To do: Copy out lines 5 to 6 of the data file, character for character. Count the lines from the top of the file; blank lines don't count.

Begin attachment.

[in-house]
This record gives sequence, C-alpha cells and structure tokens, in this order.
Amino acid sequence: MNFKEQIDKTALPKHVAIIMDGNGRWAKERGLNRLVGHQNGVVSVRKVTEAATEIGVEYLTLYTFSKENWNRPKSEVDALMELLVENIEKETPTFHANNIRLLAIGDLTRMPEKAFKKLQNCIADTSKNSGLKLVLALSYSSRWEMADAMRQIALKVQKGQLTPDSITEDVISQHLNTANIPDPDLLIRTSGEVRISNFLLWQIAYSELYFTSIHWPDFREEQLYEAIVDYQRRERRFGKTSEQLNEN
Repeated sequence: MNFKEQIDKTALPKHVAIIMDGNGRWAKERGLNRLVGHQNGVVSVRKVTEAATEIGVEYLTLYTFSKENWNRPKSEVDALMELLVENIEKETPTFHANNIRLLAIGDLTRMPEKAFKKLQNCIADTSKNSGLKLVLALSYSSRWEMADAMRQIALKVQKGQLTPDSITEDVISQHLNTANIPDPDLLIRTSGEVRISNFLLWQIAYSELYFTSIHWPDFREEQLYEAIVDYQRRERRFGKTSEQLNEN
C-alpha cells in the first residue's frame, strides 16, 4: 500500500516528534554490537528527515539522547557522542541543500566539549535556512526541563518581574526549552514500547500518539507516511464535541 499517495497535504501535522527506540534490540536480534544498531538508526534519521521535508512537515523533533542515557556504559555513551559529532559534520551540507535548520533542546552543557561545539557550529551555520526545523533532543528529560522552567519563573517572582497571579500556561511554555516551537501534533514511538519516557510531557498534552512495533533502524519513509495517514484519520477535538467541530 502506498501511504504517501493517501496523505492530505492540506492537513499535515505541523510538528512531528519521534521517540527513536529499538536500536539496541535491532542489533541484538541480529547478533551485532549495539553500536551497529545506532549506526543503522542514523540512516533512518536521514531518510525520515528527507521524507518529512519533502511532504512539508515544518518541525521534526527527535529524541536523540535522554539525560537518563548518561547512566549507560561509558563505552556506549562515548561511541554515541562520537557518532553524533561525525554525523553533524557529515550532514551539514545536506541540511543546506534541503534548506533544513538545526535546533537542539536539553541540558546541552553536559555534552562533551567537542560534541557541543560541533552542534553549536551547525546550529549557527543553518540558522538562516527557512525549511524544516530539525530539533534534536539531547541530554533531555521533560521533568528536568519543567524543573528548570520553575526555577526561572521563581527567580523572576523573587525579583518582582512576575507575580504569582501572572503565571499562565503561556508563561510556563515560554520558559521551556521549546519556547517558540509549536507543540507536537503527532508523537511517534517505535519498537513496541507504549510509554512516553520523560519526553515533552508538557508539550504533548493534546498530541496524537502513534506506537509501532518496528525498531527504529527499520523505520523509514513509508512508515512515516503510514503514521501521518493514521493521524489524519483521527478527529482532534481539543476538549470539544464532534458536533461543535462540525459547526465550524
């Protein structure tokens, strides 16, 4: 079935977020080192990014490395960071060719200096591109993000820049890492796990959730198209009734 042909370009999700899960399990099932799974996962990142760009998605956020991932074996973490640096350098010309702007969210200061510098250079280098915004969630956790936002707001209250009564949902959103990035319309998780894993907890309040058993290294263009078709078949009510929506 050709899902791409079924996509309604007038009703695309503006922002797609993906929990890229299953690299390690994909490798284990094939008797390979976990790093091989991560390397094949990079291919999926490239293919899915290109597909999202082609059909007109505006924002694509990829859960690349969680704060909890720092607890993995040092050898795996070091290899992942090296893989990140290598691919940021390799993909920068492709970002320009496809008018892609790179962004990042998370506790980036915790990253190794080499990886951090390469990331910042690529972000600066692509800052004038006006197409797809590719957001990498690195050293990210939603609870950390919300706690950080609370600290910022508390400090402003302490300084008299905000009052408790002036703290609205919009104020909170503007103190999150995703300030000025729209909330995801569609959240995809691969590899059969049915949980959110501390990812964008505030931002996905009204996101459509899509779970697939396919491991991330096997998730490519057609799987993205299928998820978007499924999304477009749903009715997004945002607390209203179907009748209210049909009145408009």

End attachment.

C-alpha cells in the first residue's frame, strides 16, 4: 500500500516528534554490537528527515539522547557522542541543500566539549535556512526541563518581574526549552514500547500518539507516511464535541 499517495497535504501535522527506540534490540536480534544498531538508526534519521521535508512537515523533533542515557556504559555513551559529532559534520551540507535548520533542546552543557561545539557550529551555520526545523533532543528529560522552567519563573517572582497571579500556561511554555516551537501534533514511538519516557510531557498534552512495533533502524519513509495517514484519520477535538467541530 502506498501511504504517501493517501496523505492530505492540506492537513499535515505541523510538528512531528519521534521517540527513536529499538536500536539496541535491532542489533541484538541480529547478533551485532549495539553500536551497529545506532549506526543503522542514523540512516533512518536521514531518510525520515528527507521524507518529512519533502511532504512539508515544518518541525521534526527527535529524541536523540535522554539525560537518563548518561547512566549507560561509558563505552556506549562515548561511541554515541562520537557518532553524533561525525554525523553533524557529515550532514551539514545536506541540511543546506534541503534548506533544513538545526535546533537542539536539553541540558546541552553536559555534552562533551567537542560534541557541543560541533552542534553549536551547525546550529549557527543553518540558522538562516527557512525549511524544516530539525530539533534534536539531547541530554533531555521533560521533568528536568519543567524543573528548570520553575526555577526561572521563581527567580523572576523573587525579583518582582512576575507575580504569582501572572503565571499562565503561556508563561510556563515560554520558559521551556521549546519556547517558540509549536507543540507536537503527532508523537511517534517505535519498537513496541507504549510509554512516553520523560519526553515533552508538557508539550504533548493534546498530541496524537502513534506506537509501532518496528525498531527504529527499520523505520523509514513509508512508515512515516503510514503514521501521518493514521493521524489524519483521527478527529482532534481539543476538549470539544464532534458536533461543535462540525459547526465550524
């Protein structure tokens, strides 16, 4: 079935977020080192990014490395960071060719200096591109993000820049890492796990959730198209009734 042909370009999700899960399990099932799974996962990142760009998605956020991932074996973490640096350098010309702007969210200061510098250079280098915004969630956790936002707001209250009564949902959103990035319309998780894993907890309040058993290294263009078709078949009510929506 050709899902791409079924996509309604007038009703695309503006922002797609993906929990890229299953690299390690994909490798284990094939008797390979976990790093091989991560390397094949990079291919999926490239293919899915290109597909999202082609059909007109505006924002694509990829859960690349969680704060909890720092607890993995040092050898795996070091290899992942090296893989990140290598691919940021390799993909920068492709970002320009496809008018892609790179962004990042998370506790980036915790990253190794080499990886951090390469990331910042690529972000600066692509800052004038006006197409797809590719957001990498690195050293990210939603609870950390919300706690950080609370600290910022508390400090402003302490300084008299905000009052408790002036703290609205919009104020909170503007103190999150995703300030000025729209909330995801569609959240995809691969590899059969049915949980959110501390990812964008505030931002996905009204996101459509899509779970697939396919491991991330096997998730490519057609799987993205299928998820978007499924999304477009749903009715997004945002607390209203179907009748209210049909009145408009």